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Functionalizing an AFM tip with a single hydrogen atom

(Nanowerk News) Researchers demonstrated the controlled vertical manipulation of a single hydrogen (H) atom using the tip of an atomic force microscope (AFM) sensor and its application in characterizing and engineering silicon dangling bond (DB)-based structures of relevance to nanoelectronic devices.
Reporting their findings in ACS Nano ("Atomic White-Out: Enabling Atomic Circuitry through Mechanically Induced Bonding of Single Hydrogen Atoms to a Silicon Surface"), a research team in Canada shows that following a localized tip induced excitation on the Si-H surface, a single hydrogen atom is desorbed and could be either deposited on the surface with stable imaging in scanning tunneling microscope (STM) and AFM or transferred to the tip apex.
Illustration of the tip-induced manipulation that can result in tip functionalization with a single hydrogen atom
Illustration of the tip-induced manipulation that can result in tip functionalization with a single hydrogen atom. (a) Ball-and-stick model of the H-Si(100)-21 surface. (b) Typical defect-free empty state STM image using a nonfunctionalized tip and showing the dimer structure of the surface. The red dot indicates the position of the STM tip when the electronic excitation sketched in (a) is applied. (c) Ball-and-stick model of a silicon atom with a dangling bond in green and a H-functionalized tip resulting from the tip-induced desorption. (d) Typical STM image of a DB acquired with a H-functionalized tip showing a characteristic STM contrast enhancement. Both STM images were acquired in constant current mode with a set point of 50 pA at +1.3 V. (© ACS)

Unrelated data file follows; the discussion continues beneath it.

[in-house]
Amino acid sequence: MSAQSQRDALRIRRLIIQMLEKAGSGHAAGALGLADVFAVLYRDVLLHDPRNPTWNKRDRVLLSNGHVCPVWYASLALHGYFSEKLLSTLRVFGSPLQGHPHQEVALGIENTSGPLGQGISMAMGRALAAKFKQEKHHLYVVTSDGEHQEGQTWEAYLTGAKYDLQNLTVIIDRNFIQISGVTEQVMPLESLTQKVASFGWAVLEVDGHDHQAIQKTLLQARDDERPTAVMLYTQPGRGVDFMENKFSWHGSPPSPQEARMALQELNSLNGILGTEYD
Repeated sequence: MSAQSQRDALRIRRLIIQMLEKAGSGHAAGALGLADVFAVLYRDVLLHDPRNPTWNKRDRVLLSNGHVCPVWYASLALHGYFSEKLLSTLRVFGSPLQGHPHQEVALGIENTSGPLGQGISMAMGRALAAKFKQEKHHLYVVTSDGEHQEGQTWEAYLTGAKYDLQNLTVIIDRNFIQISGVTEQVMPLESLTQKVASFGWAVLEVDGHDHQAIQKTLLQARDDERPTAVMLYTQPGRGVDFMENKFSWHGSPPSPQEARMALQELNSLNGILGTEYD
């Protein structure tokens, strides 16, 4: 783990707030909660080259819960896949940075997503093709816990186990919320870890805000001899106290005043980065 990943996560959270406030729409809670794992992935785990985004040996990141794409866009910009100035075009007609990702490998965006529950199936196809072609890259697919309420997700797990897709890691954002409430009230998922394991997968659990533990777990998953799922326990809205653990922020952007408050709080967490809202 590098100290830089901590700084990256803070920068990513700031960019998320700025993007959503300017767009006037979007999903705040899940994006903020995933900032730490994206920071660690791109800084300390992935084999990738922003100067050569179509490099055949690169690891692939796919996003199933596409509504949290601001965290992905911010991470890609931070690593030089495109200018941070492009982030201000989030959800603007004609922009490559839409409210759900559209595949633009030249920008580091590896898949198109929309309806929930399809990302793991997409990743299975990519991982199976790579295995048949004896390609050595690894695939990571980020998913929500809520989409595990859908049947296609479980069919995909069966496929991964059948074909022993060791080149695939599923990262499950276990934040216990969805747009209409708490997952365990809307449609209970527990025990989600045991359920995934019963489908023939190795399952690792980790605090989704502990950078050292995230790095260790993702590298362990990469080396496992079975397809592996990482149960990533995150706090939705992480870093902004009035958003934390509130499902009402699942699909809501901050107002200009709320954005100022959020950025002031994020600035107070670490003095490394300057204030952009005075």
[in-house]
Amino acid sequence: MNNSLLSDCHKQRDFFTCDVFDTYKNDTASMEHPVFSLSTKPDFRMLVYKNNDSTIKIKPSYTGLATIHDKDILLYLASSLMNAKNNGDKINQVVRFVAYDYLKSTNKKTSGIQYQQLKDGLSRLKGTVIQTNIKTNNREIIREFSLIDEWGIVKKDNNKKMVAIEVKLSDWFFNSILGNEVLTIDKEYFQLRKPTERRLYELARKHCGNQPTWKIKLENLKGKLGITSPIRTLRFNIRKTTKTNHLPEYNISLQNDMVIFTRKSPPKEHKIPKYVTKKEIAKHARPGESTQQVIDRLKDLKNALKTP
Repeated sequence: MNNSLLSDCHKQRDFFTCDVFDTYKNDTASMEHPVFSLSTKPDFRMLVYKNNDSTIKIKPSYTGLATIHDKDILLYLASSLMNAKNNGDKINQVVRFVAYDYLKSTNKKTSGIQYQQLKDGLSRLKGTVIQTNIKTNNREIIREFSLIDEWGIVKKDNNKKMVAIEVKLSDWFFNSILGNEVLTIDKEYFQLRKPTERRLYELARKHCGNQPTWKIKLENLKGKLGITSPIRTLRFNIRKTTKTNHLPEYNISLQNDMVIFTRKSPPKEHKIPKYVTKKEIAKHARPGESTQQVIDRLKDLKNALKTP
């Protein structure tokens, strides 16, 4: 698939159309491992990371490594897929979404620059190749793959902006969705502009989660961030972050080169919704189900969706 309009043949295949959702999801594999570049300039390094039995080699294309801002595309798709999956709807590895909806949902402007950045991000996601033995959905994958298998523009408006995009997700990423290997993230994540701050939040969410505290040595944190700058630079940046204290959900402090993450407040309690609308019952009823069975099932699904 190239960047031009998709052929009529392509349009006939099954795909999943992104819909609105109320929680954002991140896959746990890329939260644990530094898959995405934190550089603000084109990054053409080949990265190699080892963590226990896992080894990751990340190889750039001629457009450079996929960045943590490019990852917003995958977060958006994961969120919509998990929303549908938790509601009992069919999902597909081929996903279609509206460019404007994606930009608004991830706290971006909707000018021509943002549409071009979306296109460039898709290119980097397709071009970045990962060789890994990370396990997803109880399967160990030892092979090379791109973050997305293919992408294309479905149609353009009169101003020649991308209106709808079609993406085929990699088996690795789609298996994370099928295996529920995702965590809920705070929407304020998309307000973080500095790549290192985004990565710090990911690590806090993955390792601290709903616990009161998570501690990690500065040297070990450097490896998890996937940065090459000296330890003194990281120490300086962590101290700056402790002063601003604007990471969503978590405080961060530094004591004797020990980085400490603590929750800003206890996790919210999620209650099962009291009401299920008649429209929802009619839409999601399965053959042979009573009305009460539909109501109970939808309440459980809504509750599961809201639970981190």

The scientists identified the single H atom functionalized tip through a unique signature in frequency shift vs displacement curves (i.e., Δf(z)) and a characteristic enhancement of STM images in filled and empty states.
By bringing the H-functionalized tip apex very close to a DB in the absence of bias and current, a covalent bond between the single hydrogen and silicon atoms is formed.
Subsequent changes in the STM images and Δf(z) curves confirmed that this mechanically induced reaction results in the passivation of the DB with the hydrogen from the tip apex.
"It has become clear that CO-functionalized tips are effective for characterization of adsorbed molecules on metal surfaces," the authors conclude their report. "It is clear also that accessible and effective tips are required for other systems of study. Preparing and identifying such a tip is described in this work. Moreover, the Hfunctionalized tip is shown to allow characterization and also induce changes in DB-based structures on the H-Si(100) surface through selective mechanically induced hydrogen passivation, or 'capping'."
By Michael is author of two books by the Royal Society of Chemistry: Nano-Society: Pushing the Boundaries of Technology and Nanotechnology: The Future is Tiny.
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